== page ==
But in Charlotte, civic leaders worked to avoid confrontation, believing that the city’s growth and prosperity depended on its ability to embrace the new era. Today, many of them see a direct line between a Southern city’s present quality of life and how it approached the Civil Rights Movement decades ago. And they may be right. Cities like Charlotte, which managed to abolish Jim Crow without bloodshed if not without tears, are the jewels in the crown of the New South. Once, Southerners headed north in great numbers—many fleeing poverty and discrimination. But today, the reverse is true. According to the U.S. Census Bureau, the number of people who move from the Northeast to the South each year is more than double the migration in the opposite direction. And it’s the places that practiced racial moderation—Charlotte, Jacksonville, Nashville, Atlanta, Dallas—that have prospered from this explosive growth over the past half century.
Back in 1950, according to the last census before the Brown decision, Charlotte was the nation’s 70th-largest city. Its population of 134,000 was less than half that of Birmingham. Since then, Charlotte has shot up to 21st place, with 581,000 residents, while Birmingham’s population has actually fallen by more than a quarter. Charlotteans believe it’s no coincidence that the city that used diplomacy blossomed while the city that used attack dogs did not.
“What made Charlotte a modern city, a city that didn’t bleed, is that you had a strong business community that tried to stay in front of anything that would give a negative impression,” says former Charlotte mayor Harvey Gantt, who in 1983 became the first African American to head a large, predominantly white Southern city. “The leadership wanted to project an image to the nation that we could deal with the racial issue without becoming another Birmingham.”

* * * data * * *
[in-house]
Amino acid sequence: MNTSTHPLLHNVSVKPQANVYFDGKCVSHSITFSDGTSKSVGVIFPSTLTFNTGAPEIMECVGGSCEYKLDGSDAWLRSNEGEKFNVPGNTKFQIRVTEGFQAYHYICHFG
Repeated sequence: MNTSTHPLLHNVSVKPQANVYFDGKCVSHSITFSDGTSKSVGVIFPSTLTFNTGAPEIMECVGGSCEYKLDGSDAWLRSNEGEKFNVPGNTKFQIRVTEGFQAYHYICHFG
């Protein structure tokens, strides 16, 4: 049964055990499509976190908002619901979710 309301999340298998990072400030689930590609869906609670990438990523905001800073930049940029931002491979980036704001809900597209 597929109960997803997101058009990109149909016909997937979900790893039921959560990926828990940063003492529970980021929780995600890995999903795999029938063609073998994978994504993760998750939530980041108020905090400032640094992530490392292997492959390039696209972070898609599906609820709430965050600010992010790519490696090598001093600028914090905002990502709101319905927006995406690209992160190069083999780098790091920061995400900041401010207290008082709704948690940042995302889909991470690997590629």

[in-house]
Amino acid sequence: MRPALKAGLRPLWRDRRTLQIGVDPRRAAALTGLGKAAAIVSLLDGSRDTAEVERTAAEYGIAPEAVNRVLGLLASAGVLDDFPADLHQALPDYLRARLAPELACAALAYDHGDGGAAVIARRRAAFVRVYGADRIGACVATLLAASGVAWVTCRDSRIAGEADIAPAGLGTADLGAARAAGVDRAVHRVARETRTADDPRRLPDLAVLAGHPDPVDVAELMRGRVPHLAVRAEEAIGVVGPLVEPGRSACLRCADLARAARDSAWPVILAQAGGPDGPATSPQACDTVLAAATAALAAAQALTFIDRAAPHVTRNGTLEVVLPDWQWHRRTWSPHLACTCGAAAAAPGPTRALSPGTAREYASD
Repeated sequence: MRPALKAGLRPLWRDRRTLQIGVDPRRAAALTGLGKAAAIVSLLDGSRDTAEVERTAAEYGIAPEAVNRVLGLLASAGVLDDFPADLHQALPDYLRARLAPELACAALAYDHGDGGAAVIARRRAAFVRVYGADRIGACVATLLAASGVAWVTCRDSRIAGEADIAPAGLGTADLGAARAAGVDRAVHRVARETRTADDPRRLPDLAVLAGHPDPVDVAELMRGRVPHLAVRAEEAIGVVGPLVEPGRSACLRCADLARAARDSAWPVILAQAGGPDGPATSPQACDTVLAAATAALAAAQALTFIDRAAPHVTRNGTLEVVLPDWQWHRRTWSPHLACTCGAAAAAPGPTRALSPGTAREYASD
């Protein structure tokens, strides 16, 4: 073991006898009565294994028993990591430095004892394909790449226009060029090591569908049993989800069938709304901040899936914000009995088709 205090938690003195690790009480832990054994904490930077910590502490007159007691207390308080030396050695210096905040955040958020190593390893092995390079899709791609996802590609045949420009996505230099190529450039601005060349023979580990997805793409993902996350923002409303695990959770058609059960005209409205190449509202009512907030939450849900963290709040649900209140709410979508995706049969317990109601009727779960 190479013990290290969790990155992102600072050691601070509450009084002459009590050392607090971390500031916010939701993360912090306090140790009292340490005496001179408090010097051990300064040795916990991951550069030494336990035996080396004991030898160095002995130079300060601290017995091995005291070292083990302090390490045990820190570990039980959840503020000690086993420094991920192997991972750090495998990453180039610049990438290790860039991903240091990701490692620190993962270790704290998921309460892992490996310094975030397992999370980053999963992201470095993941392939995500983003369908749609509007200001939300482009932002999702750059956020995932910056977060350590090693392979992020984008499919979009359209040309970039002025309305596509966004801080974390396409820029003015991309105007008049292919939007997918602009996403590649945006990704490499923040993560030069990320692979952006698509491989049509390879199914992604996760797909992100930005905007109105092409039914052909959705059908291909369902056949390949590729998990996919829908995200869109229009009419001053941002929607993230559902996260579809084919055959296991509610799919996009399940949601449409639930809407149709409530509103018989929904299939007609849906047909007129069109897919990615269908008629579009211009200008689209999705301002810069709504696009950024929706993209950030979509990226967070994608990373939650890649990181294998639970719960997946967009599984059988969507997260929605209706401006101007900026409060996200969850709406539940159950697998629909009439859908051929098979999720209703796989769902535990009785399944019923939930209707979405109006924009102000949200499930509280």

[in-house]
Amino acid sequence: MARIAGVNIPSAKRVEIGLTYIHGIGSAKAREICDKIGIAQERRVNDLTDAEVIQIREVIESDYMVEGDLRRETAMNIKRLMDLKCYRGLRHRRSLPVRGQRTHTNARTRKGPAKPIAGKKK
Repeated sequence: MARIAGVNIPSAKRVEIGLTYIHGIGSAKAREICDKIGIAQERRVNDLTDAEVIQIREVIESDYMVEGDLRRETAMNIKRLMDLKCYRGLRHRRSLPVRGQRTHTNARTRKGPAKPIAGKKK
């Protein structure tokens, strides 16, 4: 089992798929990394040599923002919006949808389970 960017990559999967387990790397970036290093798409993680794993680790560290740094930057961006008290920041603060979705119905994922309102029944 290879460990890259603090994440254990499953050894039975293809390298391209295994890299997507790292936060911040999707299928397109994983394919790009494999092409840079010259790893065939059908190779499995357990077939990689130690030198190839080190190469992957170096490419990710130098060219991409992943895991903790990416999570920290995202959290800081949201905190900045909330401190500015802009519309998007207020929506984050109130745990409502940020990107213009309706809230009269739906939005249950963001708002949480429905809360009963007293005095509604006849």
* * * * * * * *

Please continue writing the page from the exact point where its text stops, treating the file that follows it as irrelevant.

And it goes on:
That image didn’t come easily. At times, Charlotte came perilously close to being blown apart—by angry white mobs, by defiant politicians, by bomb scares, and eventually even by bombs. But in each case, civic leaders managed to preserve the city’s reputation—and its peace.
ONE FEBRUARY NIGHT IN 1960, 22-YEAR-OLD CHARLES JONES was driving his Buick to Charlotte, where he was a student leader at Johnson C. Smith University, a historically black Presbyterian campus. Sometime around 4 a.m., the radio broadcast an astounding report: 90 miles from home, in Greensboro, North Carolina, African American students had sat down at a Woolworth’s lunch counter and refused to get up, even as Klansmen taunted them. “Yes!” Jones said aloud. “This is the handle for our generation.” He knew about Hawkins’s success six years earlier at the airport—it was still the only place in Charlotte where blacks and whites could dine together—and he considered it the “first small step of hope.” But he also knew the city’s elite would not make more concessions without more pressure. Hearing about Greensboro, Jones felt the time had come for aggressive action in Charlotte.
The next day, Jones showed up at a student council meeting and threw down the gauntlet. He planned to go down to the Charlotte Woolworth’s, he said, even if he had to go alone: “I’m gonna sit, and I ain’t gonna get up until they open up.” When Jones arrived the following day, 200 students were waiting for him—one fourth of the student body. Risking mob violence, police brutality, and the stain of a criminal record, the students shut down Charlotte’s whites-only lunch counters one by one. Woolworth’s. Kress. McLellan’s. As Jones gave interviews to the local press that first day, his classmates ran to him with breathless progress reports: “Charles, we just closed down Grant’s. We’re going to Belk’s.”